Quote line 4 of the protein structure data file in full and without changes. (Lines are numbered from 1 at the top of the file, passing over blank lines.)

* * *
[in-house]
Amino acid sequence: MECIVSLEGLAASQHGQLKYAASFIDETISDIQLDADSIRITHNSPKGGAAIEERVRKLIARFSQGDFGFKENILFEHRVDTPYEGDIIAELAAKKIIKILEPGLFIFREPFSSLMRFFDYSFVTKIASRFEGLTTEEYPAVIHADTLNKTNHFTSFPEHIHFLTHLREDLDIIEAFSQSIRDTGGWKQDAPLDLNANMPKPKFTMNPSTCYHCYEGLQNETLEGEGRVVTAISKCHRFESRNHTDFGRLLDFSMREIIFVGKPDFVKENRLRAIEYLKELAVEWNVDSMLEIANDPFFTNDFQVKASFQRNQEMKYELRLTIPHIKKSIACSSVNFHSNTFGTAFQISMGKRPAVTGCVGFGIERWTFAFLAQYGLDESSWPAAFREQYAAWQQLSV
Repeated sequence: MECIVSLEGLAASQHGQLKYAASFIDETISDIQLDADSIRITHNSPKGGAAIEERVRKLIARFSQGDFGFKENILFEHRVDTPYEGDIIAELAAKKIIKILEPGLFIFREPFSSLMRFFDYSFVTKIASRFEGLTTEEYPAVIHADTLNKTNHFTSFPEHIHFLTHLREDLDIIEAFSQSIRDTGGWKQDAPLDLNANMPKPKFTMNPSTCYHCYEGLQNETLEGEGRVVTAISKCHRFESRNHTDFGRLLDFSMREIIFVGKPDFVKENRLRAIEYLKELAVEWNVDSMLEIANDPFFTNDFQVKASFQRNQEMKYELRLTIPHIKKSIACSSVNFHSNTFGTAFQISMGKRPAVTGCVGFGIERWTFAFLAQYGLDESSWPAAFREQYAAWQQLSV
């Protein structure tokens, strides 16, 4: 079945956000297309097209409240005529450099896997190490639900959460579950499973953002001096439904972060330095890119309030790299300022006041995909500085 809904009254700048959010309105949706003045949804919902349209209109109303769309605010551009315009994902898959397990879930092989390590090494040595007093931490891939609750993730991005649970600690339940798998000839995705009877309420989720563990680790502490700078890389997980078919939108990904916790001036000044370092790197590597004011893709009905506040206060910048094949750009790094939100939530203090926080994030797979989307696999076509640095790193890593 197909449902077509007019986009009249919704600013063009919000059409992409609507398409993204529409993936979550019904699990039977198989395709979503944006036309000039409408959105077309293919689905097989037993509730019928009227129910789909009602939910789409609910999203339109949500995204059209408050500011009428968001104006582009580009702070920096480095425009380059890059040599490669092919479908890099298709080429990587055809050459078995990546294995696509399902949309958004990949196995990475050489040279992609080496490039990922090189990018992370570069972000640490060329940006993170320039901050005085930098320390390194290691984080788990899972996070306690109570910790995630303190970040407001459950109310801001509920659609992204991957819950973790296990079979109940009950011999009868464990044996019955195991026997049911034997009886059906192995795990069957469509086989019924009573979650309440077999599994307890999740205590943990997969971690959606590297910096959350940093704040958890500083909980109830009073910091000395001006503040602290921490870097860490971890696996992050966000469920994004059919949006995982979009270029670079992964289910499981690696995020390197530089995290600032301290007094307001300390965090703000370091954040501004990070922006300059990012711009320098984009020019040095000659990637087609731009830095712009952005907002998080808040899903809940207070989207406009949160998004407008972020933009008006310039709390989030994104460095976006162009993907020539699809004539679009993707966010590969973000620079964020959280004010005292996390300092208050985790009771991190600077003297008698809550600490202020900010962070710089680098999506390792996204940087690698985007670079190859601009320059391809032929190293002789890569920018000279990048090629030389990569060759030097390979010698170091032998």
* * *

């Protein structure tokens, strides 16, 4: 079945956000297309097209409240005529450099896997190490639900959460579950499973953002001096439904972060330095890119309030790299300022006041995909500085 809904009254700048959010309105949706003045949804919902349209209109109303769309605010551009315009994902898959397990879930092989390590090494040595007093931490891939609750993730991005649970600690339940798998000839995705009877309420989720563990680790502490700078890389997980078919939108990904916790001036000044370092790197590597004011893709009905506040206060910048094949750009790094939100939530203090926080994030797979989307696999076509640095790193890593 197909449902077509007019986009009249919704600013063009919000059409992409609507398409993204529409993936979550019904699990039977198989395709979503944006036309000039409408959105077309293919689905097989037993509730019928009227129910789909009602939910789409609910999203339109949500995204059209408050500011009428968001104006582009580009702070920096480095425009380059890059040599490669092919479908890099298709080429990587055809050459078995990546294995696509399902949309958004990949196995990475050489040279992609080496490039990922090189990018992370570069972000640490060329940006993170320039901050005085930098320390390194290691984080788990899972996070306690109570910790995630303190970040407001459950109310801001509920659609992204991957819950973790296990079979109940009950011999009868464990044996019955195991026997049911034997009886059906192995795990069957469509086989019924009573979650309440077999599994307890999740205590943990997969971690959606590297910096959350940093704040958890500083909980109830009073910091000395001006503040602290921490870097860490971890696996992050966000469920994004059919949006995982979009270029670079992964289910499981690696995020390197530089995290600032301290007094307001300390965090703000370091954040501004990070922006300059990012711009320098984009020019040095000659990637087609731009830095712009952005907002998080808040899903809940207070989207406009949160998004407008972020933009008006310039709390989030994104460095976006162009993907020539699809004539679009993707966010590969973000620079964020959280004010005292996390300092208050985790009771991190600077003297008698809550600490202020900010962070710089680098999506390792996204940087690698985007670079190859601009320059391809032929190293002789890569920018000279990048090629030389990569060759030097390979010698170091032998």